Dorothy Jean Dandridge was born Nov. 9, 1922, in Cleveland. She was raised by her mother Ruby Dandridge and a family friend, Geneva Williams. As a child, Dorothy and her sister Vivian Dandridge loved to sing, dance and recite poetry. As they grew older, their desire for fame became a priority.
The girls called themselves The Wonder Children. They later moved to Nashville, Tenn., and were signed with the National Baptist Convention and toured Southern states.
The Dandridge sisters’ act was more of a family affair. Ruby became their manager, handling all of the financial and business affairs, while Geneva played the piano. The girls would perform a variety of skits, singing, dancing, doing impressions, acting and reciting poetry.
Aside from show business, Dorothy had little time to herself. Instead of going to public school like most kids, Dorothy was tutored at home. But she was enrolled in Hooper Street Dance School, where she met Etta Jones, who completed the The Dandridge Sisters trio.
They landed their first big break in The Big Broadcast of 1936. After this film, the girls scored bigger gigs and eventually booked a spot at the famous Cotton Club in New York. With good critical reviews, the girls went to perform in Europe.
At this time Dorothy was dating Harold Nicholas, from the famous Nicholas Brothers dancing team. The trio was going great, but Dorothy had her own dreams of becoming an actress.
Her difficulty began when directors would only offer her stereotypical Black roles. Dorothy desperately wanted to become a Hollywood star, but she kept her pride and refused to portray the stereotypical Black woman role.
On Sept. 2, 1943, Dorothy gave birth to Lynn and gave acting a rest to cater to her daughter. By age 2, Lynn was diagnosed by doctors as retarded. The stress of her daughter’s condition resulted in her divorce from Harold in 1949.
Dorothy returned to show business while her mother watched after Lynn. Dorothy participated in Tarzan’s Peril in 1951, The Harlem Globetrotters, Bright Road, The Moon is Blue, and, her most anticipated role, Carmen Jones.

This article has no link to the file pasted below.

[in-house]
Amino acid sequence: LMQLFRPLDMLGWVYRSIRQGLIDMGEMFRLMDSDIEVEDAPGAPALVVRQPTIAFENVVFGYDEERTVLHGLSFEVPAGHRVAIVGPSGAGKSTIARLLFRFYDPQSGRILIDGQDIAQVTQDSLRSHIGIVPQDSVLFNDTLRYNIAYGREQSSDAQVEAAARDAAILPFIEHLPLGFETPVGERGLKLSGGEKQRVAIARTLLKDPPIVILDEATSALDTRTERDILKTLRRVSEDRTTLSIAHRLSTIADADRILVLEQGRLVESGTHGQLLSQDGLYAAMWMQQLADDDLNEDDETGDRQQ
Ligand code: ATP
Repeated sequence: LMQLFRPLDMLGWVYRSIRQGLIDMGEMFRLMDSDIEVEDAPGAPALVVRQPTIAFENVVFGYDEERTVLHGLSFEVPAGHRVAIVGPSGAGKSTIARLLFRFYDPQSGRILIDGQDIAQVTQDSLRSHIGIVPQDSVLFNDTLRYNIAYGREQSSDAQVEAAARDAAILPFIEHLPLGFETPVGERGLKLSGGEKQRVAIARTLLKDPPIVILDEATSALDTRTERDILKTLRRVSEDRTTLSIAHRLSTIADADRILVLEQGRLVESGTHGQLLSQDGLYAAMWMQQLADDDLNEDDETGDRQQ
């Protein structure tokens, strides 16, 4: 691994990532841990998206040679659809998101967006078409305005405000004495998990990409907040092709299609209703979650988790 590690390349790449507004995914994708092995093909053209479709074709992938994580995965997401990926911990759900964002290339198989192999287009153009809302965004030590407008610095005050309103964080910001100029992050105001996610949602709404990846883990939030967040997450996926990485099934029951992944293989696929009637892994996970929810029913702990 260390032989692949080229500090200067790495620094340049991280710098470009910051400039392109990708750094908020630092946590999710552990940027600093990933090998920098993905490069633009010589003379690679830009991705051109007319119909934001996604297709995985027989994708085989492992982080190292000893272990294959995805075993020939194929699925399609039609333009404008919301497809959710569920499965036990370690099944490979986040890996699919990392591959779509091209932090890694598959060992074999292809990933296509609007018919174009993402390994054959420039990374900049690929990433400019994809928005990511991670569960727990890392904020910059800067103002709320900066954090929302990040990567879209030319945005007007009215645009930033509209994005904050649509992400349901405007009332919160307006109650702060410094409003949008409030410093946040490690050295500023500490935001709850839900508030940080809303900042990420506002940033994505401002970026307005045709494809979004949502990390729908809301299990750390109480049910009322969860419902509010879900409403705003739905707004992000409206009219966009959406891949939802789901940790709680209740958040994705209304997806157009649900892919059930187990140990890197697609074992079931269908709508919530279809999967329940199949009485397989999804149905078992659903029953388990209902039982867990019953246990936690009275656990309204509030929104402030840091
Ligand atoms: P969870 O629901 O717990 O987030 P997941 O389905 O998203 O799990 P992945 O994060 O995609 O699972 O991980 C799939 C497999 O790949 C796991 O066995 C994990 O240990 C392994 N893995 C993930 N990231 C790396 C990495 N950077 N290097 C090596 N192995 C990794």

She had become a star, respected by not only Blacks, but white audiences as well. She was even nominated for an Academy Award for her performance in Carmen Jones.
Dorothy was honored to have her name mentioned along with Hollywood superstars like Grace Kelly and Audrey Hepburn. Dorothy’s name was huge, and everyone wanted to act alongside her. She was nominated for a Golden Globe Award for her performance in Porgy and Bess.
After winning her Golden Globe, Dorothy’s life began to go downhill. She had always been a giving and sweet person, yet people like new husband Jack Dension took advantage of her. He took over her career, shut out her friends, and began to physically abuse her.
Secondly, she lost money in an oil scam. To alleviate her troubles, she began to drink heavily and take antidepressants. Dorothy filed for bankruptcy and lost a lot of her fans.
Even though she was still performing in nightclubs, her fans felt the agony in her performance. On the morning of Sept. 8, 1965, Dorothy Dandridge was found dead on her bathroom floor. An autopsy revealed that she had overdosed on antidepressants.
A few months prior to her death Dorothy wrote a letter saying: “In case of my death – to whomever discovers it – don’t remove anything I have on – scarf, gown or underwear. Cremate me right away. If I have anything, money, furniture, give it to my mother Ruby Dandridge. She will know what to do. Dorothy Dandridge.”
The versatile performer paved the way for Black women in Hollywood today. Her charisma, professionalism and dignity stood before her skin color, and her beautiful features. Without the legacy of Dorothy Dandridge, people like Halle Berry wouldn’t be successful.